PN Review Print and Online Poetry Magazine
Most Read... Rebecca WattsThe Cult of the Noble Amateur
(PN Review 239)
Mark FordLetters And So It Goes
Letters from Young Mr Grace
(aka John Ashbery)

(PN Review 239)
Kei Millerthe Fat Black Woman
In Praise of the Fat Black Woman & Volume

(PN Review 241)
Henry Kingon Toby Martinez de las Rivas
(PN Review 244)
Eavan BolandA Lyric Voice at Bay
(PN Review 121)
Vahni CapildeoOn Judging Prizes, & Reading More than Six Really Good Books
(PN Review 237)
Next Issue Beverley Bie Brahic, after Leopardi's 'Broom' Michael Freeman Benefytes and Consolacyons Miles Burrows At Madame Zaza’s and other poems Victoria Kenefick Hunger Strike Hilary Davies Haunted by Christ
Poems Articles Interviews Reports Reviews Contributors
PNR 250 Poetry Archive Banner
Monthly Carcanet Books
PN Review Blog

This article is taken from PN Review 9, Volume 6 Number 1, September - October 1979.

A Study of Donne

'The life of Donne', Campbell remarked in his British Poets, 'is more interesting than his poetry.' That evaluation is given a new meaning by Mr Fausset, who traces throughout Donne's life a conflict between the physical and the spiritual impulses of his nature. In his estimation, the fact that neither as a poet nor as a preacher did Donne permanently resolve these discords into a harmony deprives him of a place among the poets who have achieved the expression of beauty in its purest form.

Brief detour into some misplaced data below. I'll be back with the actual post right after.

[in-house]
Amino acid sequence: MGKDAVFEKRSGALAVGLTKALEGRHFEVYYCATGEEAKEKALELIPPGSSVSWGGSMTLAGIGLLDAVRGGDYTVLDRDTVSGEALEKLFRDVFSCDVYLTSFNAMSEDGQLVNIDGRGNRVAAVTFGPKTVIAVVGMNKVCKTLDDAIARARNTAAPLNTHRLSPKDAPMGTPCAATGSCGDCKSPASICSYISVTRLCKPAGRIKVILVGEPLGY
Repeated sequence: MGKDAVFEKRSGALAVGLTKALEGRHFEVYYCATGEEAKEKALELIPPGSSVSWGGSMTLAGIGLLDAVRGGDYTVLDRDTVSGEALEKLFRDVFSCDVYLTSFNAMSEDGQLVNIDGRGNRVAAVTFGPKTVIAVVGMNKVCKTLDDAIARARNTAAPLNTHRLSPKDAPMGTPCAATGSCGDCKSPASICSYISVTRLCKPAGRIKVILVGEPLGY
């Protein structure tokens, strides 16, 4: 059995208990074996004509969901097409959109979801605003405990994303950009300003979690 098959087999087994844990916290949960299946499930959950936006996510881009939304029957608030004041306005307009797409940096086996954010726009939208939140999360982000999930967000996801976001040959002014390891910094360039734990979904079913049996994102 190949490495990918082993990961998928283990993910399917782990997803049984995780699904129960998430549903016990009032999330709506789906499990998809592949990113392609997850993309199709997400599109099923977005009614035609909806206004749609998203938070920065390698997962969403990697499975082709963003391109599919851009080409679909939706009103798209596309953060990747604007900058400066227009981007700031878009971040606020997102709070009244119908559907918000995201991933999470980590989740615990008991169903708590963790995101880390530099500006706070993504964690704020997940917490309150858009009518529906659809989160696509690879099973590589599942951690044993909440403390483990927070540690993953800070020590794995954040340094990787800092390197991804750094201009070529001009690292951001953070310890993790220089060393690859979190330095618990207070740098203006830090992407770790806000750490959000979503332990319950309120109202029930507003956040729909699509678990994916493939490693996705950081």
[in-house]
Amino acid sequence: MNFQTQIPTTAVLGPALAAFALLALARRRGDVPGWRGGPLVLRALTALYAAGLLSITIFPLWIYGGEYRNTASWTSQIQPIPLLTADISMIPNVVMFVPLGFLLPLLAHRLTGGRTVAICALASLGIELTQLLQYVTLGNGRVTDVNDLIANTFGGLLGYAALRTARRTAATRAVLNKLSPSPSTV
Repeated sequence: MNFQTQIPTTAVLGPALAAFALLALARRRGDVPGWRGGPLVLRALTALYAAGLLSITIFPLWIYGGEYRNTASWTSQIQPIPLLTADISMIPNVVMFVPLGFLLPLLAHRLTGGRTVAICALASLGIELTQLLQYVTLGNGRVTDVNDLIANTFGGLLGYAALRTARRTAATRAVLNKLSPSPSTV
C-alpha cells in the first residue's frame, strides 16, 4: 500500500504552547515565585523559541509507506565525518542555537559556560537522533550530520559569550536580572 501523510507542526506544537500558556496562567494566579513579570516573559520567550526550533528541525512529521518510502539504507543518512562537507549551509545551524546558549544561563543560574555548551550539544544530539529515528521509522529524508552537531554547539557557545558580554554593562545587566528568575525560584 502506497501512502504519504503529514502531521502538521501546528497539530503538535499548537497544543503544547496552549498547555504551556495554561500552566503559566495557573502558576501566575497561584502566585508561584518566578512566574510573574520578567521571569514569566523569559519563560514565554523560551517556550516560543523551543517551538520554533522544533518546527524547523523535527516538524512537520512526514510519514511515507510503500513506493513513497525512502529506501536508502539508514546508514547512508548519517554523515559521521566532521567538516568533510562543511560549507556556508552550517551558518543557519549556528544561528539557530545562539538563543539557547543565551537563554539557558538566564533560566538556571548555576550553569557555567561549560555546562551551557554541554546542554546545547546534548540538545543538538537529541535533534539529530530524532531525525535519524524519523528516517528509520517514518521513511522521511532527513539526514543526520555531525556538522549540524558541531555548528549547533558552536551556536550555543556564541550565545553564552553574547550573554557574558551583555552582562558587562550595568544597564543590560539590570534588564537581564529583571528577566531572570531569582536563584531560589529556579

This view is argued with the idealistic fervour which characterized Mr Fausset's Keats: A Study in Development; but, as he finds himself in antipathy to the realistic strain which is inherent in Donne's character, there is a turbulence in his exposiion and a harshness in much of his comment from which the earlier work was free. The kind of criticism he practises, the estimation of a poet's creative value rather than his literary eminence, is of the highest importance, for as Browning says:-

In the hierarchy of creative minds it is the presence of the highest faculty that gives first rank, in virtue of its kind, not degree; no pretension of a lower nature, whatever the completeness of development or variety of effect, impeding the precedency of the rarer endowment though only in the germ.

The faculty which distinguishes the noblest poets from the interesting majority of writers and artists is the gift of perceiving the ...


Searching, please wait... animated waiting image